Dodge has revealed the first electrified vehicle to join its portfolio of soon-to-be axed V8 muscle cars, the Hornet compact utility vehicle (CUV).
Starting with looks, the new plug-in hybrid (PHEV) model may appear somewhat familiar to you. That’s because the Hornet is a restyled version of the Alfa Romeo Tonale which parent company Stellantis also produces.
In keeping with the American brand’s distinctive styling though, Dodge has given the Hornet a “mail slot” style front grille as seen on models like the Charger sedan. The brand says it gives the CUV a performance-focussed appearance to match its electrified heart.
Looking at the vehicle from the side, it’s clear to see its Tonale roots in the form of its body lines and rear pillar. However, a new rear tail lamp stretches across the width of the body complete with Dodge’s Rhombi logo placed in the centre.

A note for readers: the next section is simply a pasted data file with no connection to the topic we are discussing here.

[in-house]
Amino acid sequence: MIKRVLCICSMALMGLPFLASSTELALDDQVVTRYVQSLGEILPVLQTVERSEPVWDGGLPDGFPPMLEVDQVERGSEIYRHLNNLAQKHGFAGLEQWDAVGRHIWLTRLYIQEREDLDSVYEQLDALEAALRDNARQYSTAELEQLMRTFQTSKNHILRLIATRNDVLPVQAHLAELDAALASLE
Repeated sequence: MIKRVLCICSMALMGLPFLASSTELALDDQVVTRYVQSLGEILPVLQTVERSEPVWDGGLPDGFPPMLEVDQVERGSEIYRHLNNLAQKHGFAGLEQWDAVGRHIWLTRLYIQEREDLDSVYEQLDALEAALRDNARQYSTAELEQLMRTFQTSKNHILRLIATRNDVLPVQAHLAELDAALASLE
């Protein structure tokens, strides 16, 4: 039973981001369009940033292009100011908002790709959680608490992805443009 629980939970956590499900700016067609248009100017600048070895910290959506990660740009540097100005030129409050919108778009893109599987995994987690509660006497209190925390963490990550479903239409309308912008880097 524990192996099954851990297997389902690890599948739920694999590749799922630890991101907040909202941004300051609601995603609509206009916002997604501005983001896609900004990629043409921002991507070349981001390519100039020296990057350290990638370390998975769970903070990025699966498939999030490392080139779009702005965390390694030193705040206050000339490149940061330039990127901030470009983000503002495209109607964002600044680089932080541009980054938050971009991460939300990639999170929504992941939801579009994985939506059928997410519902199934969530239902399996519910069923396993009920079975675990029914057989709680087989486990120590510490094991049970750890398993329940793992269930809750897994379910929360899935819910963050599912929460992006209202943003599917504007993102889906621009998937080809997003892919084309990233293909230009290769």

Inside, the Hornet adopts the Tonale’s driver-focussed interior with controls subtly “tipped” towards the driver. This includes a 12.3-inch digital instrument cluster and 10.25-inch infotainment touchscreen featuring Apple CarPlay and Android Auto.
Dodge says the Hornet is the most powerful utility vehicle one can buy for under $30,000 ($NZ47,277) in the US. It’s no V8 but the Hornet still manages 213kW and 519Nm from its petrol hybrid powertrain.
The R/T variant comes with a 1.3-litre turbocharged four-cylinder adopted from the Stellantis Global Small Engine (GSE) family and is combined with a 90kW electric motor powered by a 15.5kWh battery pack. That allows the CUV to accelerate from 0 to 100km/h in 6.1 seconds.
One trick feature found on the R/T is its PowerShot feature, giving the electric motor an extra 18kW for 15-seconds of more power. Three driving modes can be selected including hybrid, electric and e-save mode to preserve battery charge.
The Hornet GT model features a 2.0-litre turbocharged four-cylinder providing the driver with 197kW and 400Nm at their disposal, mated to a nine-speed automatic transmission.
Both powertrains come with all-wheel drive as standard.
Koni suspension handles the Hornet’s driving dynamics while optional adjustable dampers and Brembo front brake calipers can be fitted alongside a torque vectoring system.
The Dodge Hornet won’t be sold in New Zealand but its Alfa Romeo Tonale sibling will be from next year.